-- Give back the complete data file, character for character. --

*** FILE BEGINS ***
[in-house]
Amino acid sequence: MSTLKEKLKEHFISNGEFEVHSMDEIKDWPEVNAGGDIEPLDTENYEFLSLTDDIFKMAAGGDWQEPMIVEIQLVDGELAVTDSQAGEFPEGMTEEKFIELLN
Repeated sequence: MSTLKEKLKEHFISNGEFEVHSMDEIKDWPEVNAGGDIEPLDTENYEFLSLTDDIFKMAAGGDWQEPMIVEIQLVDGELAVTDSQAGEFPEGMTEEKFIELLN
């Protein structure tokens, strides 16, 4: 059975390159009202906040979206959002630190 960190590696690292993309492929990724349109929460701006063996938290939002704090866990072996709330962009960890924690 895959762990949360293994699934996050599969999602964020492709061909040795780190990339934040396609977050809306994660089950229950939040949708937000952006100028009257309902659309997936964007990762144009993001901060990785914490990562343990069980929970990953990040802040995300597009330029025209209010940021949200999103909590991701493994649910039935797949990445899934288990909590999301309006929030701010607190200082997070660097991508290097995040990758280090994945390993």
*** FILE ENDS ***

[in-house]
Amino acid sequence: MSTLKEKLKEHFISNGEFEVHSMDEIKDWPEVNAGGDIEPLDTENYEFLSLTDDIFKMAAGGDWQEPMIVEIQLVDGELAVTDSQAGEFPEGMTEEKFIELLN
Repeated sequence: MSTLKEKLKEHFISNGEFEVHSMDEIKDWPEVNAGGDIEPLDTENYEFLSLTDDIFKMAAGGDWQEPMIVEIQLVDGELAVTDSQAGEFPEGMTEEKFIELLN
């Protein structure tokens, strides 16, 4: 059975390159009202906040979206959002630190 960190590696690292993309492929990724349109929460701006063996938290939002704090866990072996709330962009960890924690 895959762990949360293994699934996050599969999602964020492709061909040795780190990339934040396609977050809306994660089950229950939040949708937000952006100028009257309902659309997936964007990762144009993001901060990785914490990562343990069980929970990953990040802040995300597009330029025209209010940021949200999103909590991701493994649910039935797949990445899934288990909590999301309006929030701010607190200082997070660097991508290097995040990758280090994945390993």